The current system of production for Italian quality wines is regulated by CEE regulation n° 823/87, Italian law n° 164/92, Italian DPR n° 348/94 and by the disciplinary production in force for every appellation. The base of the pyramid is occupied by vini da tavola (table wines), which are not regulated by any law, there is no obligation to write in the labels the name of grapes used for the production but only the type. Next follows IGT wines (Indicazione Geografica Tipica, Typical Geographical Indication), regulated by specific disciplinary, require the area of origin to be written in the label and grapes used for production can also be mentioned as well. The next category - VQPRD (Vini di Qualità Prodotti in Regione Determinata, Quality Wines Produced in Determined Region) - includes two categories: DOC (Denominazione d'Origine Controllata, Denomination of Controlled Origin) and DOCG (Denominazione d'Origine Controllata e Garantita, Denomination of Controlled and Guaranteed Origin). The wines belonging to this category are regulated by specific disciplinary, more rigid and scrupulous in the case of DOCG wines. To the top of the pyramid is found DOCG with indication of the subarea wines, that is wines having in the label the mention of a particular vineyard, area, place, farm or commune. To know more about this subject, please refer to the article “Italy” published in DiWineTaste's issue 1, October 2002.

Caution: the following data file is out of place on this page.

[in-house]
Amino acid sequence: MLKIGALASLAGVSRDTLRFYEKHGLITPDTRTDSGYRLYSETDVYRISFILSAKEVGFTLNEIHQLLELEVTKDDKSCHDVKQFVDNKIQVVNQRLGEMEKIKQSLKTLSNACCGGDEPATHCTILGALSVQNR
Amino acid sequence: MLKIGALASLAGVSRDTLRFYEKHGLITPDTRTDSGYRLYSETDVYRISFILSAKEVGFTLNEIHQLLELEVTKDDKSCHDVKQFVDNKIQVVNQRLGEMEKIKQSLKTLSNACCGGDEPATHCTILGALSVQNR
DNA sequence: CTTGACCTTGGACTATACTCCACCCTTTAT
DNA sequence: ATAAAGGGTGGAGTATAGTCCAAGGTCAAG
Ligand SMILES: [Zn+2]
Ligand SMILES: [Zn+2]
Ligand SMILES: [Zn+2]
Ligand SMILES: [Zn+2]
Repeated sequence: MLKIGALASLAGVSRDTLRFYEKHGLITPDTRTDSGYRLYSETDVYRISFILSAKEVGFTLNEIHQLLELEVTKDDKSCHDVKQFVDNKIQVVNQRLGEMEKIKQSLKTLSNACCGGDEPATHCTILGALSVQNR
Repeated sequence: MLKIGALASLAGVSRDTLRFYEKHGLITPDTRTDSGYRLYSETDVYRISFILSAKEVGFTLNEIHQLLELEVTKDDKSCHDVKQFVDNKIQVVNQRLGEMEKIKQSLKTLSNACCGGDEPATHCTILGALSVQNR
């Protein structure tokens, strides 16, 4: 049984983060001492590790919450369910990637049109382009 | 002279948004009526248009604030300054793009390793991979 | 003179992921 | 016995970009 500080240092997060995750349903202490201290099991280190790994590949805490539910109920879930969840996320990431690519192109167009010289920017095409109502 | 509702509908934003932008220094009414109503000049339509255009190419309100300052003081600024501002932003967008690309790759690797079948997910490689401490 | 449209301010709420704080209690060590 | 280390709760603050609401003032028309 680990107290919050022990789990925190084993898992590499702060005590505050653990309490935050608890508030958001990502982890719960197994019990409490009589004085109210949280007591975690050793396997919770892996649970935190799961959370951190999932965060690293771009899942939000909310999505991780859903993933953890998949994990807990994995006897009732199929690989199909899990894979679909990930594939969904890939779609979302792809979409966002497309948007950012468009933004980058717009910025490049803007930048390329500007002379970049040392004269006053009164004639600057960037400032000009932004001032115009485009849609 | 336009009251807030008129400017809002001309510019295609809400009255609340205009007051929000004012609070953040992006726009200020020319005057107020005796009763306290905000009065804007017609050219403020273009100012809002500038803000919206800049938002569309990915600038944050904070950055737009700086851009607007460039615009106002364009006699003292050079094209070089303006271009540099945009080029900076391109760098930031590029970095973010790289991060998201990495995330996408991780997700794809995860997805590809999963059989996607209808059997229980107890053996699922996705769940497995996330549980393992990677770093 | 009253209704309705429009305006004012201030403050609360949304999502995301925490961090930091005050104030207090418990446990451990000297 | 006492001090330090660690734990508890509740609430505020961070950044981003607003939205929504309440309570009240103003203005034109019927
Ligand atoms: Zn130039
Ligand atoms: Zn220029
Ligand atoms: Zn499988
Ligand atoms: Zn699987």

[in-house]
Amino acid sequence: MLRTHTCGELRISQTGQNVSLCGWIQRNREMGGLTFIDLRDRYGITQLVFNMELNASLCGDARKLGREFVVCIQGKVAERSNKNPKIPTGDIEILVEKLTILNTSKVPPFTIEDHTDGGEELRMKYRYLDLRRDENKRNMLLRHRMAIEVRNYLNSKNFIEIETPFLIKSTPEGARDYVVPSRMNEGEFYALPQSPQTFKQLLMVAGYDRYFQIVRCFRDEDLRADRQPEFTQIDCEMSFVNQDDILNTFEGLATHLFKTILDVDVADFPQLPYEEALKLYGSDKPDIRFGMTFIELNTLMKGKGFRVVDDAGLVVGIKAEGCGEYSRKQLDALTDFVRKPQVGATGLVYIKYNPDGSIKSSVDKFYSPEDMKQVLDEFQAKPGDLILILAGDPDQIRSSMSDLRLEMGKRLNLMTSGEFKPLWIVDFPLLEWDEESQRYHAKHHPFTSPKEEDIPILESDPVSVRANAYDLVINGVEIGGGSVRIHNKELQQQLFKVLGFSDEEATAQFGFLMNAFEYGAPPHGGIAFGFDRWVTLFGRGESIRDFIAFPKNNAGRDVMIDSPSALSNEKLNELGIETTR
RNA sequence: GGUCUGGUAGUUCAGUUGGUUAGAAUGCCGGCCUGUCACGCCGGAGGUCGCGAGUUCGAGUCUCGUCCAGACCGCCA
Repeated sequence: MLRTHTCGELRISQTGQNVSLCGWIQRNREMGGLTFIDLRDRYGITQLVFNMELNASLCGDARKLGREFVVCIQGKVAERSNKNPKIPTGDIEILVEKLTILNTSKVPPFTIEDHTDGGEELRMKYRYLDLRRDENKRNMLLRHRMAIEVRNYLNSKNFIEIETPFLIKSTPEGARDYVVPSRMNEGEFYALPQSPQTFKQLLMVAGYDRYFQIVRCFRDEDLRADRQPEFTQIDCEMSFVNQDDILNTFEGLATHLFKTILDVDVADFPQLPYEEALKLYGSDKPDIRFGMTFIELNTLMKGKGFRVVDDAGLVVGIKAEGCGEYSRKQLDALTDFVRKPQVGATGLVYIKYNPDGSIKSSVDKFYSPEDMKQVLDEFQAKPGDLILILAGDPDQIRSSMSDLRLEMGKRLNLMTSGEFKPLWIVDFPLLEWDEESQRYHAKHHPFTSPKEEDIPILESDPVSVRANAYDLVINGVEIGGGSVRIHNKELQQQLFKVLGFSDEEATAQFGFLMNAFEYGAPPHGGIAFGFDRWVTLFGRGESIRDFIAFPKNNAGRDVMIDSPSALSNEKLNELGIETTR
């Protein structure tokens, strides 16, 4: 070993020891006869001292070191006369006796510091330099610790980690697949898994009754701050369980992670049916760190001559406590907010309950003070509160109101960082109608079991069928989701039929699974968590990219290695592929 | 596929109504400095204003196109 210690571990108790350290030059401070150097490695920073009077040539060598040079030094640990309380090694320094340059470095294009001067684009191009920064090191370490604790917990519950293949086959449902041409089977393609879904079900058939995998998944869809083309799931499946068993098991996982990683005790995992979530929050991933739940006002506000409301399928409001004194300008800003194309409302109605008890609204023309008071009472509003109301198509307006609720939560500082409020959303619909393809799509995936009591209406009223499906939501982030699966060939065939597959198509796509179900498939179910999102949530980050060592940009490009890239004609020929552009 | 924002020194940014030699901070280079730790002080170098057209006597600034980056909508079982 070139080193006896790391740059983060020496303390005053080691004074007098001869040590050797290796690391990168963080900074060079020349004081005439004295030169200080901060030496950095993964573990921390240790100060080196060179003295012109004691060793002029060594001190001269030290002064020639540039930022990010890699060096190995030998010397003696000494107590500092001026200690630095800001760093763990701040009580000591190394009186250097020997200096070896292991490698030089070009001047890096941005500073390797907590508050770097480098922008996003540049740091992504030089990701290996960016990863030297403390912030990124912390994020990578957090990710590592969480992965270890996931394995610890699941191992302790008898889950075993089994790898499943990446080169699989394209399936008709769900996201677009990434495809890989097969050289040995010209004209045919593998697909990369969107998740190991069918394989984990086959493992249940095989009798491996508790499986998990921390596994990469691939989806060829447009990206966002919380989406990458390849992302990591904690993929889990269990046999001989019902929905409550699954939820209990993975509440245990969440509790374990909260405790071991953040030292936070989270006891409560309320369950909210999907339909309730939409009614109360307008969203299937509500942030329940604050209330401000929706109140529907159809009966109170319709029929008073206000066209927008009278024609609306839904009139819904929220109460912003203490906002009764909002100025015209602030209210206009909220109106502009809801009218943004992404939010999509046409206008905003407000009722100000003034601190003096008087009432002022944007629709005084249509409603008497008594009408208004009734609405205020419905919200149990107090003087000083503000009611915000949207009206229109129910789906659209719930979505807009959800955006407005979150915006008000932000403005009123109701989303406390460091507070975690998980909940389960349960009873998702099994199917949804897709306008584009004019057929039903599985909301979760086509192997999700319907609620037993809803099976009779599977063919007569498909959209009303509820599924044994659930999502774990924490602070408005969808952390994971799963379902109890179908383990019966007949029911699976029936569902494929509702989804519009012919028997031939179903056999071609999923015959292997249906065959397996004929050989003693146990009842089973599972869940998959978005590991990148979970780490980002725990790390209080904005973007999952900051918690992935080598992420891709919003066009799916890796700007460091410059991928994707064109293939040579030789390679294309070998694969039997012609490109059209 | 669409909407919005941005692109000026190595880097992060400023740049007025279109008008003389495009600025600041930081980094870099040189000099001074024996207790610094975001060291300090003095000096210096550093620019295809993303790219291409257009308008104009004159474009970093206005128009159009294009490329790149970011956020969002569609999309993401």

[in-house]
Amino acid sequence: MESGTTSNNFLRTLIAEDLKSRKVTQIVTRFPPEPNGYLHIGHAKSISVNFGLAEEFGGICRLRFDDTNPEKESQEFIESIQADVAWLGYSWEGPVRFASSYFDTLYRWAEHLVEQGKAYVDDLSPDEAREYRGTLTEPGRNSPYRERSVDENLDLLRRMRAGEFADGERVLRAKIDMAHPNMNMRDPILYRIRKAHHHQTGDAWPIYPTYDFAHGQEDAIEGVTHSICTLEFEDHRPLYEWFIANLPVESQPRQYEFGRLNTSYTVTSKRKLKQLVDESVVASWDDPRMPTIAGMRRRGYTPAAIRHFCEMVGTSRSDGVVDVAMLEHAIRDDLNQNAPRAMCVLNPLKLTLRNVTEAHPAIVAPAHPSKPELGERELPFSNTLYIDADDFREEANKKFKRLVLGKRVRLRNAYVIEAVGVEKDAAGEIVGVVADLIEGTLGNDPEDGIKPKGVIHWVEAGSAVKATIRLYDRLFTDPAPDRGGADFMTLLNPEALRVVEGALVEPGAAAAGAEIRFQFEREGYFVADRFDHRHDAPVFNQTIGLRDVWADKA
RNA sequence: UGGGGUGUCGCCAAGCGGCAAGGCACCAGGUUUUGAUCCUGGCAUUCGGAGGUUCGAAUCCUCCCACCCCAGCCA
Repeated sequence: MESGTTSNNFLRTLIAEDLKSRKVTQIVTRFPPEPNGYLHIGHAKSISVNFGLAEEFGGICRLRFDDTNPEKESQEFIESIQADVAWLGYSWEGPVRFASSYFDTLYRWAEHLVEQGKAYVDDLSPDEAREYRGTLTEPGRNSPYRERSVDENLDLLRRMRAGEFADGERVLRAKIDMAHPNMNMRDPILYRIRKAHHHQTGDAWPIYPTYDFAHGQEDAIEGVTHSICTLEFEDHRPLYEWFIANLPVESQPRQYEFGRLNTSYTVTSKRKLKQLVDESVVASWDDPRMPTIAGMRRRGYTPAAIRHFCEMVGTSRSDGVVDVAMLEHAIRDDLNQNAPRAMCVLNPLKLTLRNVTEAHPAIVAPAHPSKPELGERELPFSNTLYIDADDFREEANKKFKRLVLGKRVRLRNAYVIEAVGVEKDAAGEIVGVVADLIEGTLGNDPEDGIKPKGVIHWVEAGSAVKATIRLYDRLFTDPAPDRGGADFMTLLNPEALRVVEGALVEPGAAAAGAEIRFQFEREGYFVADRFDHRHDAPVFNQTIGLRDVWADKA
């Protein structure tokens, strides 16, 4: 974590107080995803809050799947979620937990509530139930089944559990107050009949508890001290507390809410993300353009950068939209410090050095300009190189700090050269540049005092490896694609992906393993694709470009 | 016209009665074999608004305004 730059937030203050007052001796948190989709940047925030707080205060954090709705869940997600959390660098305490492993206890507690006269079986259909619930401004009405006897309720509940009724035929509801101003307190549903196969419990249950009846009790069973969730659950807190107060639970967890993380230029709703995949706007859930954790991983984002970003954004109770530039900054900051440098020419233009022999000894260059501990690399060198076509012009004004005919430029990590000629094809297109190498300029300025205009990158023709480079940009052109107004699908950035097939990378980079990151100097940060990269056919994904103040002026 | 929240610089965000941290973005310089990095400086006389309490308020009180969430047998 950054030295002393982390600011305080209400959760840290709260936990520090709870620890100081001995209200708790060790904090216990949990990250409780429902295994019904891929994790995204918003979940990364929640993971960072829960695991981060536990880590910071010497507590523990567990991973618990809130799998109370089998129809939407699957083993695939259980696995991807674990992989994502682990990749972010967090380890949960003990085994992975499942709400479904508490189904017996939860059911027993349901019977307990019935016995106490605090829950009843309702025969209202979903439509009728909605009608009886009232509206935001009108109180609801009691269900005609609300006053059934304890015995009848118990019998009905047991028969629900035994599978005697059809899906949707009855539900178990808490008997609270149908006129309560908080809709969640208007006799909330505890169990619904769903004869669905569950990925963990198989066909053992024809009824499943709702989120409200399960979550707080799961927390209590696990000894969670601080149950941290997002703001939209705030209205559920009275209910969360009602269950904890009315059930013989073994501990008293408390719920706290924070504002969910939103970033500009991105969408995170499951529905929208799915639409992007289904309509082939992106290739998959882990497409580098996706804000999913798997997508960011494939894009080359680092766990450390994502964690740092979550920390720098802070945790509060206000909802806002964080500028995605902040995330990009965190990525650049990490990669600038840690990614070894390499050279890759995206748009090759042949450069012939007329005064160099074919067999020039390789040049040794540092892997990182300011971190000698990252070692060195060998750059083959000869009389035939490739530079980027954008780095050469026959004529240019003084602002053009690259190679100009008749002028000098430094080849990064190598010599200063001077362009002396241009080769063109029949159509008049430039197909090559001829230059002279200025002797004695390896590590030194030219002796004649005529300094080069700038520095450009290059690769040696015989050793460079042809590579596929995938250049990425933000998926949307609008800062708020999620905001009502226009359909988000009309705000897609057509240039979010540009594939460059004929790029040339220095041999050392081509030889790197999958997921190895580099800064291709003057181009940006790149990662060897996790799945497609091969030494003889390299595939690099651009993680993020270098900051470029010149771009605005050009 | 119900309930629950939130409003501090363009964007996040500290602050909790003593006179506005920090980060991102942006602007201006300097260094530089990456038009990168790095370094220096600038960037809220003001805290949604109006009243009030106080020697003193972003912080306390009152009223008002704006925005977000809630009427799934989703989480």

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  Editorial Issue 34, October 2005   
Vintage 2005: The PrevisionsVintage 2005: The Previsions MailBoxMailBox  Contents